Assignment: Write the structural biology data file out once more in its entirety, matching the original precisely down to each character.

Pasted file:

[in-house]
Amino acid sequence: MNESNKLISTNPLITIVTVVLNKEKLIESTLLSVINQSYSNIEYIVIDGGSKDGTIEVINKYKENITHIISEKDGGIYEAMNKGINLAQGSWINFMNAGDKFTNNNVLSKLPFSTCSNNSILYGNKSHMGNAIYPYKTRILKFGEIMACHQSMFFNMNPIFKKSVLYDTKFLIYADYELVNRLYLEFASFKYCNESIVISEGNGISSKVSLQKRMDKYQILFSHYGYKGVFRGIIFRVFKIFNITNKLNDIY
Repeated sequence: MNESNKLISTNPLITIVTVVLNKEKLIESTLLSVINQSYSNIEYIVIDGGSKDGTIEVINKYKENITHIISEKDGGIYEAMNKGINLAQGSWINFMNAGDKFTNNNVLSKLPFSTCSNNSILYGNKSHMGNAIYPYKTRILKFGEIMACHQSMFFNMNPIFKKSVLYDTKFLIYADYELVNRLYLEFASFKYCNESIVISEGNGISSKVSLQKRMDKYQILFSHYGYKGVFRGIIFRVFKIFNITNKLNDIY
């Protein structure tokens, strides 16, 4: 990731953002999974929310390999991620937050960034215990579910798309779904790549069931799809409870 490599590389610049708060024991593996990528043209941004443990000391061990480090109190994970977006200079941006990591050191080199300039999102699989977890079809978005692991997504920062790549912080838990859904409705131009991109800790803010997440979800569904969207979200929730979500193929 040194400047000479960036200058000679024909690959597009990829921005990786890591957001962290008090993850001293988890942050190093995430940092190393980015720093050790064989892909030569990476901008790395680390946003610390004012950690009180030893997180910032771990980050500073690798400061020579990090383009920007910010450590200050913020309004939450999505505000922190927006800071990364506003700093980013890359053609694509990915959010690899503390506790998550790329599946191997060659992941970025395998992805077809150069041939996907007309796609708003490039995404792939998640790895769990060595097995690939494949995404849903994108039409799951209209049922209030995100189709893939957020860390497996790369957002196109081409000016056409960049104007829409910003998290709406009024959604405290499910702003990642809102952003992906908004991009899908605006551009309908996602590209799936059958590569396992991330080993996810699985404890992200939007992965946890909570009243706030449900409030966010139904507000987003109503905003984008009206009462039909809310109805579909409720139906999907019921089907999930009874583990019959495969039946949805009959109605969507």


[in-house]
Amino acid sequence: MNESNKLISTNPLITIVTVVLNKEKLIESTLLSVINQSYSNIEYIVIDGGSKDGTIEVINKYKENITHIISEKDGGIYEAMNKGINLAQGSWINFMNAGDKFTNNNVLSKLPFSTCSNNSILYGNKSHMGNAIYPYKTRILKFGEIMACHQSMFFNMNPIFKKSVLYDTKFLIYADYELVNRLYLEFASFKYCNESIVISEGNGISSKVSLQKRMDKYQILFSHYGYKGVFRGIIFRVFKIFNITNKLNDIY
Repeated sequence: MNESNKLISTNPLITIVTVVLNKEKLIESTLLSVINQSYSNIEYIVIDGGSKDGTIEVINKYKENITHIISEKDGGIYEAMNKGINLAQGSWINFMNAGDKFTNNNVLSKLPFSTCSNNSILYGNKSHMGNAIYPYKTRILKFGEIMACHQSMFFNMNPIFKKSVLYDTKFLIYADYELVNRLYLEFASFKYCNESIVISEGNGISSKVSLQKRMDKYQILFSHYGYKGVFRGIIFRVFKIFNITNKLNDIY
């Protein structure tokens, strides 16, 4: 990731953002999974929310390999991620937050960034215990579910798309779904790549069931799809409870 490599590389610049708060024991593996990528043209941004443990000391061990480090109190994970977006200079941006990591050191080199300039999102699989977890079809978005692991997504920062790549912080838990859904409705131009991109800790803010997440979800569904969207979200929730979500193929 040194400047000479960036200058000679024909690959597009990829921005990786890591957001962290008090993850001293988890942050190093995430940092190393980015720093050790064989892909030569990476901008790395680390946003610390004012950690009180030893997180910032771990980050500073690798400061020579990090383009920007910010450590200050913020309004939450999505505000922190927006800071990364506003700093980013890359053609694509990915959010690899503390506790998550790329599946191997060659992941970025395998992805077809150069041939996907007309796609708003490039995404792939998640790895769990060595097995690939494949995404849903994108039409799951209209049922209030995100189709893939957020860390497996790369957002196109081409000016056409960049104007829409910003998290709406009024959604405290499910702003990642809102952003992906908004991009899908605006551009309908996602590209799936059958590569396992991330080993996810699985404890992200939007992965946890909570009243706030449900409030966010139904507000987003109503905003984008009206009462039909809310109805579909409720139906999907019921089907999930009874583990019959495969039946949805009959109605969507």